Laval Nugent - Warrior and Art Collector Exhibition Opens in Galway

On Thursday, 27 June 2019, the exhibition on Count Laval Nugent of Westmeath was opened to the public at the James Hardiman Library, National University of Ireland, Galway. The exhibition was launched by the Ambassador of the Republic of Croatia to Ireland Ivan Mašina and the guests to the opening were also welcomed by the Mayor of Galway City Mike Cubbard, the NUI Galway President Professor Ciarán Ó hÓgartaigh, the Mayor of the City of Rijeka Vojko Obersnel, the Rector of the University of Rijeka Professor Snježana Prijic Samaržija and the Director of the Moore Institute, NUI Galway, Professor Daniel Carey. Laval Nugent - Warrior and Art Collector Exhibition was funded by the Ministry of Culture of the Republic of Croatia and developed by the Archaelogical Museum of Zagreb and the Embassy of the Republic of Croatia in Ireland. It was displayed in Dublin’s EPIC Museum and at the NUI Maynooth earlier this year and is supported by NUI Galway, City of Rijeka, Rijeka 2020, City of Galway and Galway 2020. This exhibition is part of a programme of events highlighting the links between the cities of Galway and Rijeka - both European Capitals of Culture in 2020. Laval Nugent (1777-1862) was son of Count Michael Anton Nugent von Westmeath, Governor of Prague. In 1793, he joined the Austrian Army, becoming Colonel in 1807 and Chief of Staff of the Army corps of Archduke Johann of Austria in 1809. He was appointed the Supreme Military Commander in 1817 and served in the Croatian parliament. Laval Nugent ranks among the most distinguished of this elite cadre of noble Irish émigrés and rose to the very top of the Habsburg military and social establishment in the 19th century. Among his notable achievements, Nugent defeated Napoleon’s brother-in-law in battle, liberated Istria and Rome from the French, campaigned for Croatian independence and founded his own museum in the city of Rijeka. He was even made a Papal Prince in 1816 for driving Joachim Murat from Italy. Throughout his lifetime, he developed a strong affinity with Croatia and the Croatian people. The archaeological collections he assembled can still be viewed in the Archaeological Museum of Zagreb. Count Nugent died on 22 August 1862 in the Bosiljevo Castle, near Karlovac, and his body was later transferred to a sarcophagus in the Doric temple “Peace for the Hero”, in Trsat above Rijeka.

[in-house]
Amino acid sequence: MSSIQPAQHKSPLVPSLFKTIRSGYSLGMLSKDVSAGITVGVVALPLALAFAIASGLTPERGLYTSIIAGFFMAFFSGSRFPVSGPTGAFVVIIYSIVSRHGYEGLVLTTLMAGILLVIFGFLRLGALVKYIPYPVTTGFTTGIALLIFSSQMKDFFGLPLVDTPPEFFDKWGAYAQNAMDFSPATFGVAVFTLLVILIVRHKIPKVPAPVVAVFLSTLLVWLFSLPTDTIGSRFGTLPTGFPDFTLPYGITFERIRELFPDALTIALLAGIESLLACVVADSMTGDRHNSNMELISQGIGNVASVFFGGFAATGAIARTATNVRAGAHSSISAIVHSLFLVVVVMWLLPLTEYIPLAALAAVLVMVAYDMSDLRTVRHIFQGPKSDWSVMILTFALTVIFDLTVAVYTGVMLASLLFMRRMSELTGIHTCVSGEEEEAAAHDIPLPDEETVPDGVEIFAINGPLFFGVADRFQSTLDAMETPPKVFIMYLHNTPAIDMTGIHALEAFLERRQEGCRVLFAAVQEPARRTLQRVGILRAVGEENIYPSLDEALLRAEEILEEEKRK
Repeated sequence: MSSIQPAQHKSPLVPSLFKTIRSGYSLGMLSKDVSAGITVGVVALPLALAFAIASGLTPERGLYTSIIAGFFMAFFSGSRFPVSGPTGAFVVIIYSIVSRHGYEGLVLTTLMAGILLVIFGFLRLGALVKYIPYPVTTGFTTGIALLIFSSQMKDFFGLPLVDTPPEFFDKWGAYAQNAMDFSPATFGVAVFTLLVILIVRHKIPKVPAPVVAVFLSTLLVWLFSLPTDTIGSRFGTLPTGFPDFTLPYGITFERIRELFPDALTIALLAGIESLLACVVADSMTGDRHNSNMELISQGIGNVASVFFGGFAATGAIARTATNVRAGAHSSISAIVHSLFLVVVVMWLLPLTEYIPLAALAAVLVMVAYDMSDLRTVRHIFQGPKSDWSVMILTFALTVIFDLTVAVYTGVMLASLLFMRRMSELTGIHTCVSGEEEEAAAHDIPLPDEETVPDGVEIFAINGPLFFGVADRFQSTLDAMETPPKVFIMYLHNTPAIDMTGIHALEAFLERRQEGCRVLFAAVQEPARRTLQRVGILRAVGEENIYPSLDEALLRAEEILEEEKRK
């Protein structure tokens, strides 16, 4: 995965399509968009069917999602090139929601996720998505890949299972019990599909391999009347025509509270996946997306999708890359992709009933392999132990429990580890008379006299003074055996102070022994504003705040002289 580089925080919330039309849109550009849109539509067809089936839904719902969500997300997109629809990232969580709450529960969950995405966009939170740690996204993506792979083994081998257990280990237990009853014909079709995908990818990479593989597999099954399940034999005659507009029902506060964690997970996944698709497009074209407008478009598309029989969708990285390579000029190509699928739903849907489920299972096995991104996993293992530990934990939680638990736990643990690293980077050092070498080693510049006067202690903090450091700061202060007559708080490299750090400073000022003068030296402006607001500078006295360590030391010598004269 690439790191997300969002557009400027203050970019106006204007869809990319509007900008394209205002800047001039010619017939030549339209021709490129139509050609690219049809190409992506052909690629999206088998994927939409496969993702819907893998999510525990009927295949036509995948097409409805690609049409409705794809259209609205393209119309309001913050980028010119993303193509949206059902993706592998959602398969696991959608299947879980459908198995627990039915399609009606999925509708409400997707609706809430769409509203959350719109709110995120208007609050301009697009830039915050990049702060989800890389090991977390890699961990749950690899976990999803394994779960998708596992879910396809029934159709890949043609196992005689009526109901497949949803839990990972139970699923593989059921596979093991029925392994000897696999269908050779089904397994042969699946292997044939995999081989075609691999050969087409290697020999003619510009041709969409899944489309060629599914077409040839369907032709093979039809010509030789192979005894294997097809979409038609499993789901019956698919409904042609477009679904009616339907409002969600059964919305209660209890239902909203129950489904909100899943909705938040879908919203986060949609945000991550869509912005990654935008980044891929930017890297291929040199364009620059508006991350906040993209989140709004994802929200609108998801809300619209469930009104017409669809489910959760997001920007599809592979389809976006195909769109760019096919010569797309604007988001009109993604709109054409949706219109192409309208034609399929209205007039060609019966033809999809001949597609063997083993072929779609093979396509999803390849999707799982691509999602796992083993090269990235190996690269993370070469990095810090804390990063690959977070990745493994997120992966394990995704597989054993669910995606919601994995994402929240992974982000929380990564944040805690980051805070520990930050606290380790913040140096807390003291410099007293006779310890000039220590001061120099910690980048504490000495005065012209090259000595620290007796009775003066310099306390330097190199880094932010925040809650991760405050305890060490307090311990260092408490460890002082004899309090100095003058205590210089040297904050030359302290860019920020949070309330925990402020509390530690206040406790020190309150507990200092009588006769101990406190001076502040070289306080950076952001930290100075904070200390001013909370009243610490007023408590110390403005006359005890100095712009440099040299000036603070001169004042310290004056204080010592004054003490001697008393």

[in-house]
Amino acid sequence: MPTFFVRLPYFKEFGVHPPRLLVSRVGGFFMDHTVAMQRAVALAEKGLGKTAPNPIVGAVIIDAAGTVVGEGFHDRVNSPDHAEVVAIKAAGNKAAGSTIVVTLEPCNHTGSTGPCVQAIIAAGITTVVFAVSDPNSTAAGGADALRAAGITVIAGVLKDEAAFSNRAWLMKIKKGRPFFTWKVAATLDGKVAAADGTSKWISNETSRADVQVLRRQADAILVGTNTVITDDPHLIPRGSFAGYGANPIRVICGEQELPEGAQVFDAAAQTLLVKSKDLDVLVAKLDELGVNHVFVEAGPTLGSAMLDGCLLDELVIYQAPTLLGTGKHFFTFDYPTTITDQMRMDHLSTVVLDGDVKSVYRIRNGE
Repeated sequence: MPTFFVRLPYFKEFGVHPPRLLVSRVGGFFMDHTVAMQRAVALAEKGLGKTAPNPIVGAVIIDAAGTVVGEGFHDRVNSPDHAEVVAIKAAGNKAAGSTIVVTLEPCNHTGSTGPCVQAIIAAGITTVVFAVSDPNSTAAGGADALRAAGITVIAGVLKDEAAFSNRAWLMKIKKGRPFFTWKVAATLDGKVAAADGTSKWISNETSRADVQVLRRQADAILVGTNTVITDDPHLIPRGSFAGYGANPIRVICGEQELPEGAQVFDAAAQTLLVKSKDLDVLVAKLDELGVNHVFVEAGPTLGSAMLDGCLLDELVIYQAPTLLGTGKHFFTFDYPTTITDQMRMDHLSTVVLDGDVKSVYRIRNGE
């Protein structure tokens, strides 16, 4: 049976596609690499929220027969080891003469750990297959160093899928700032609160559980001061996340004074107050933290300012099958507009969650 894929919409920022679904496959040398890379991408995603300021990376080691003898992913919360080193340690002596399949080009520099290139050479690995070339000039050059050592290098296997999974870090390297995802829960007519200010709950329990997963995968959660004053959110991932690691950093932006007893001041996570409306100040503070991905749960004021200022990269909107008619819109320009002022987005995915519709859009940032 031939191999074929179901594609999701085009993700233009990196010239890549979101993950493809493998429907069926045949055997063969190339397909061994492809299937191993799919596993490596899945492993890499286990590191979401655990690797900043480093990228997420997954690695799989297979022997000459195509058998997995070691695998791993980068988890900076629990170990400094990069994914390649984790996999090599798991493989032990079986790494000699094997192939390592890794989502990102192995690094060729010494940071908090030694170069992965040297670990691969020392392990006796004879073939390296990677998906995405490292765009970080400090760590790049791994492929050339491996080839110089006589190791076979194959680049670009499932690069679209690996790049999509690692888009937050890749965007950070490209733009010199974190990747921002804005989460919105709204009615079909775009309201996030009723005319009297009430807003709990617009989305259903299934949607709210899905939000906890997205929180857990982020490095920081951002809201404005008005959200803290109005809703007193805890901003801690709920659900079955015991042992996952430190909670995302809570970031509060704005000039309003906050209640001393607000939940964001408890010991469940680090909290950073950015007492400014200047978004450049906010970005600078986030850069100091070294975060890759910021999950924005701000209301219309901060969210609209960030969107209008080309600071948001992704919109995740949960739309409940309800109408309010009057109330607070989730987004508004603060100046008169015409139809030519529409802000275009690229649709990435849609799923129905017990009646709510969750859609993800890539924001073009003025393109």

Press releases